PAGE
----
Again and again, it seems, Christmas brings us face to face with the same old question. Where does a rabidly materialistic society like our own get off celebrating the man who taught poverty by reveling in a superfluity of consumer goods? Perhaps they didn’t juggle exactly the same paradox, but the monks of 12th century England labored over the same vexing question of how best to reconcile Christian piety with the pull of earthly delights.

In their 12th century St. Nicholas plays, brought to life this past weekend by director Elizabeth St. John Villard as part of the Island Theatre Workshop’s Miracles at Christmas and performed at St. Andrew’s Episcopal Church in Edgartown, the tension between moral and material concerns is a constant motif.

“Oh woe is me, the joys of life have fled. When money leaves, toil and misery comes instead!” intoned a be-wimpled Joyce Maxner, playing the mother in St. Nicholas and the Virgin. Newly impoverished, the mother implores her daughter to sell her “beauty” in order to save them both from destitution. The daughter refuses, imploring her mother to think on their immortal souls before the things of this life. No sooner has she finished speaking than St. Nicholas, played by a gold-clad Brad Austin, arrives to chuck a bag of gold into the house, saving them from the whole conundrum. He is followed shortly by a wealthy suitor who asks the daughter’s hand in marriage.

The deus ex machina seems outdated, but the struggle between morals and money is current. In the next play Kevin Ryan plays Barbarus, hamming up his comical devastation at his loss of wealth to bashful audience members in the pews. Having entrusted his fortune to a statue of St. Nicholas for safekeeping while he goes away on a journey, Barbarus returns to find his gold stolen, so he whips and berates St. Nicholas. The statue of St. Nicholas comes alive and goes to reason with the thieves who stole the fortune. Shocked into obedience, they give up the goods, and a likewise stunned Barbarus exclaims, “My soul hath gained new wealth.”

In the third play, St. Nicholas and the Students, a mother and daughter accept three itinerant students into their home for the night only to murder them for their gold. When St. Nicholas arrives asking for a night’s lodging they hastily drape the corpses with sheets but cannot escape St. Nick who asks, grotesque, to be served meat — for has not fresh meat, he asks, been slayed that night? In an inscrutable double-move, he then raises the students from the dead and demands that mother and daughter repent and see the grave error of their ways.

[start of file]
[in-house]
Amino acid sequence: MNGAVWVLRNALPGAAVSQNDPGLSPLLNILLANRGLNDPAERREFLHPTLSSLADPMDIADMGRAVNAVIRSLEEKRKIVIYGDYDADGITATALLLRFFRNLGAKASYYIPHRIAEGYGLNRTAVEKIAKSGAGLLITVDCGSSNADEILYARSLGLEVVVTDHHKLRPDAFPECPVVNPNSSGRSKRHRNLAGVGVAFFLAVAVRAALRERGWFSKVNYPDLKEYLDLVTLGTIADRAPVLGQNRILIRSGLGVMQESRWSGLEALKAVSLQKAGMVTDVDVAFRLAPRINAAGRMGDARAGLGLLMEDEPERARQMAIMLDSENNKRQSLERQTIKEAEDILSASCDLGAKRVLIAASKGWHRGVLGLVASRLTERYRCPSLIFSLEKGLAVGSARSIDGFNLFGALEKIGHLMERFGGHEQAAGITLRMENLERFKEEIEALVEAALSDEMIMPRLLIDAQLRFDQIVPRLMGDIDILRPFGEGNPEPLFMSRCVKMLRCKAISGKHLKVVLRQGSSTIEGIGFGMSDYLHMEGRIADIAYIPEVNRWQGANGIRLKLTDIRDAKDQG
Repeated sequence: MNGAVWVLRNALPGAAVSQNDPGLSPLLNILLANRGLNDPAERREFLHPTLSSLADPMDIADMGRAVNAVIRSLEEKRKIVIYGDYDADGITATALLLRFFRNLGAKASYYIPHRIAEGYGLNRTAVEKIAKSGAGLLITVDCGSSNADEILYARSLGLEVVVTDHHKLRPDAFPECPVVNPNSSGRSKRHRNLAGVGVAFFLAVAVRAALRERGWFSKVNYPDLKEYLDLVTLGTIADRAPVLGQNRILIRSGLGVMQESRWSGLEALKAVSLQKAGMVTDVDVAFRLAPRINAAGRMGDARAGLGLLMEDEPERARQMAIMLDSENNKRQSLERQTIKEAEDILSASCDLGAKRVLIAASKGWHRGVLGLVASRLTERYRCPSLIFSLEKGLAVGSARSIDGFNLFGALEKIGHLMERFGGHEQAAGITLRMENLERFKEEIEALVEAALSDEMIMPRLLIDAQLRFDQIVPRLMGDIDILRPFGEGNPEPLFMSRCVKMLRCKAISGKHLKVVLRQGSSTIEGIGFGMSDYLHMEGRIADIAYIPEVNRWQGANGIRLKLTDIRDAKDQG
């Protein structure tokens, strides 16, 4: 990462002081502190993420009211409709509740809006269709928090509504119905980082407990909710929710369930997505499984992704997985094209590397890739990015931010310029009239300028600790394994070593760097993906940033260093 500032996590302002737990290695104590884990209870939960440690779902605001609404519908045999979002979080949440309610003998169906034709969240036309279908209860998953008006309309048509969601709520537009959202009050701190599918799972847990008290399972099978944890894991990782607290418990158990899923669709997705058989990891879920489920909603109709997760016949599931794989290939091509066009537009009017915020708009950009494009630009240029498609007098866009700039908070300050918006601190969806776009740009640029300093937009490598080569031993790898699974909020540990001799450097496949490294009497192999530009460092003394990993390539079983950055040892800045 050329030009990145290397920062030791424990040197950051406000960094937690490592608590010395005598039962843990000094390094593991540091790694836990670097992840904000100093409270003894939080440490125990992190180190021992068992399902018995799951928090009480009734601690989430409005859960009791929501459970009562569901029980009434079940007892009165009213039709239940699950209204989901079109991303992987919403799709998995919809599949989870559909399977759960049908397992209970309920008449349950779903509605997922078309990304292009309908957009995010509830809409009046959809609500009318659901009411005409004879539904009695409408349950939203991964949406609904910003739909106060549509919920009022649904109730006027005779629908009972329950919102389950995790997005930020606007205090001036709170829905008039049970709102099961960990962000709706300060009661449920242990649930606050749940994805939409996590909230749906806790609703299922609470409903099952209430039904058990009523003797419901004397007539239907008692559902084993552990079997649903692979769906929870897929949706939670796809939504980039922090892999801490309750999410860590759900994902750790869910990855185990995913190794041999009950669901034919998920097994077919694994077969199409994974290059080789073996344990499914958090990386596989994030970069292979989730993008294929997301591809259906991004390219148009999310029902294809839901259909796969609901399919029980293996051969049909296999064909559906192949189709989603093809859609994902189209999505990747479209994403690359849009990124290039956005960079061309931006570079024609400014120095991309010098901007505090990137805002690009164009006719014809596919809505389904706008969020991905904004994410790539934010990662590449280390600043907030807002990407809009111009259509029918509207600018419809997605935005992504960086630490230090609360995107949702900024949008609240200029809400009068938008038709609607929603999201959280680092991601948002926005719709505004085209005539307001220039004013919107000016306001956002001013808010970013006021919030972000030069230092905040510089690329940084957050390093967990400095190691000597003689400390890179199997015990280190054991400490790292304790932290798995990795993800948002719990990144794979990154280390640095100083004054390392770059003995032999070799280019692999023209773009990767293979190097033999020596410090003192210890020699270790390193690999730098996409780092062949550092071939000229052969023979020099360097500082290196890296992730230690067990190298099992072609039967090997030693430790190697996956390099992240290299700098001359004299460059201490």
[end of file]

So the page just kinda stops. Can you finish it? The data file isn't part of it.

As St. Nicholas winds his way through the plays doling out his morally loaded gifts, we might expect the formula to get stale. But it doesn’t, and this is largely because the plays are superbly funny. It’s partly the bawdy, worldly sensibility that underlies their seeming piety. The plays were originally written and performed as a way to break up the monotony of monastic existence, and St. Nicholas and the Students was penned by a monk who wrote under the apt pseudonym Hilarius. It’s also partly their wonderfully bizarre sensibility, cast in a totally different dramatic framework than our standard modern set of narrative crests and troughs.

Then of course there was Joyce Maxner, with her mastery of slapstick physical comedy and Abigail Southard acting as her sweetness-and-light foil. Together the team creates a force directly from the buoyant, flagrant 12th century. Villard made sure to permit the audience to laugh from the get go: “Don’t think that you can’t laugh because you are in a church.”

A modern western Christmas directs its historical attentions towards Western Europe in the high middle ages more than, arguably, the first century Roman Palestine that saw Christ’s birth. If the St. Nicholas plays offered a chance to feel the gulf that separates the medieval sensibility from our own, the medieval carols directed by Stephanie Burke were a reminder of the timeless endurance of the period’s music.

The carols were accompanied by Jan Hyer, cello, Stephanie Burke, keyboard, and Matt Pelikan (also adorable in the role of the incredibly well-timed suitor) on recorder. Amy Fligor and Sheila McHugh danced together to a Coventry Carol, sung by Kevin Ryan, weaving their bodies into a lively physical interpretation of the Christmastime standard.

Abigail Southard performed O Holy Night and I Wonder as I Wander in her pure, penetrating soprano. The two songs hung in the dim church, amber pendants, scattering little gasps and sighs before them.

Miracles at Christmas will be performed tonight at 7:30 p.m. at St. Andrew’s Church on North Summer street in Edgartown. Donations at the door.